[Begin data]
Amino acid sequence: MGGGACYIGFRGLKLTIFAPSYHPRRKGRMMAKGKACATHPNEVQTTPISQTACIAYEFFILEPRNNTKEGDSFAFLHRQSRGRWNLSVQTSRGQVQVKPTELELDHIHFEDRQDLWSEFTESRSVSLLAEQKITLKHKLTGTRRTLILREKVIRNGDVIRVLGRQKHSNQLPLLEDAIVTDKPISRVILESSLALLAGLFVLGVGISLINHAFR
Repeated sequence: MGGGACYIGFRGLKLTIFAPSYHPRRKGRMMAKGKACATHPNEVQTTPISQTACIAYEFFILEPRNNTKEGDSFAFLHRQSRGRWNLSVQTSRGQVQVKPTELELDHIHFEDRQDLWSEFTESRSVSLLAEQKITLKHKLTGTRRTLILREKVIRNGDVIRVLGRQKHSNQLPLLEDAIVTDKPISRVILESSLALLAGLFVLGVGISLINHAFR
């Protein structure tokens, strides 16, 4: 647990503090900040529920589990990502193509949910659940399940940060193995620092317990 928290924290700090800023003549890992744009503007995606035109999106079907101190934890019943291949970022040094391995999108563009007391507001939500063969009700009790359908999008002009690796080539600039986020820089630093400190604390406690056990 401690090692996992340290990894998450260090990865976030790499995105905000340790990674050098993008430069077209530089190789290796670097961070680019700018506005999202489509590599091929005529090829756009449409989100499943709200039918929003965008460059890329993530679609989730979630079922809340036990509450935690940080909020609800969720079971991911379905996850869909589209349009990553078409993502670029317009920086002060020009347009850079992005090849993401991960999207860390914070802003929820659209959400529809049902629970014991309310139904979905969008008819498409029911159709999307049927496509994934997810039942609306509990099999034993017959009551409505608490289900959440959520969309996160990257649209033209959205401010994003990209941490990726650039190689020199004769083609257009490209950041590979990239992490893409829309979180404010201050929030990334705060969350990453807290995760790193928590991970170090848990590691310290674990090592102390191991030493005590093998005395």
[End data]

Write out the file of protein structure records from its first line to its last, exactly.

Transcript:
Amino acid sequence: MGGGACYIGFRGLKLTIFAPSYHPRRKGRMMAKGKACATHPNEVQTTPISQTACIAYEFFILEPRNNTKEGDSFAFLHRQSRGRWNLSVQTSRGQVQVKPTELELDHIHFEDRQDLWSEFTESRSVSLLAEQKITLKHKLTGTRRTLILREKVIRNGDVIRVLGRQKHSNQLPLLEDAIVTDKPISRVILESSLALLAGLFVLGVGISLINHAFR
Repeated sequence: MGGGACYIGFRGLKLTIFAPSYHPRRKGRMMAKGKACATHPNEVQTTPISQTACIAYEFFILEPRNNTKEGDSFAFLHRQSRGRWNLSVQTSRGQVQVKPTELELDHIHFEDRQDLWSEFTESRSVSLLAEQKITLKHKLTGTRRTLILREKVIRNGDVIRVLGRQKHSNQLPLLEDAIVTDKPISRVILESSLALLAGLFVLGVGISLINHAFR
């Protein structure tokens, strides 16, 4: 647990503090900040529920589990990502193509949910659940399940940060193995620092317990 928290924290700090800023003549890992744009503007995606035109999106079907101190934890019943291949970022040094391995999108563009007391507001939500063969009700009790359908999008002009690796080539600039986020820089630093400190604390406690056990 401690090692996992340290990894998450260090990865976030790499995105905000340790990674050098993008430069077209530089190789290796670097961070680019700018506005999202489509590599091929005529090829756009449409989100499943709200039918929003965008460059890329993530679609989730979630079922809340036990509450935690940080909020609800969720079971991911379905996850869909589209349009990553078409993502670029317009920086002060020009347009850079992005090849993401991960999207860390914070802003929820659209959400529809049902629970014991309310139904979905969008008819498409029911159709999307049927496509994934997810039942609306509990099999034993017959009551409505608490289900959440959520969309996160990257649209033209959205401010994003990209941490990726650039190689020199004769083609257009490209950041590979990239992490893409829309979180404010201050929030990334705060969350990453807290995760790193928590991970170090848990590691310290674990090592102390191991030493005590093998005395």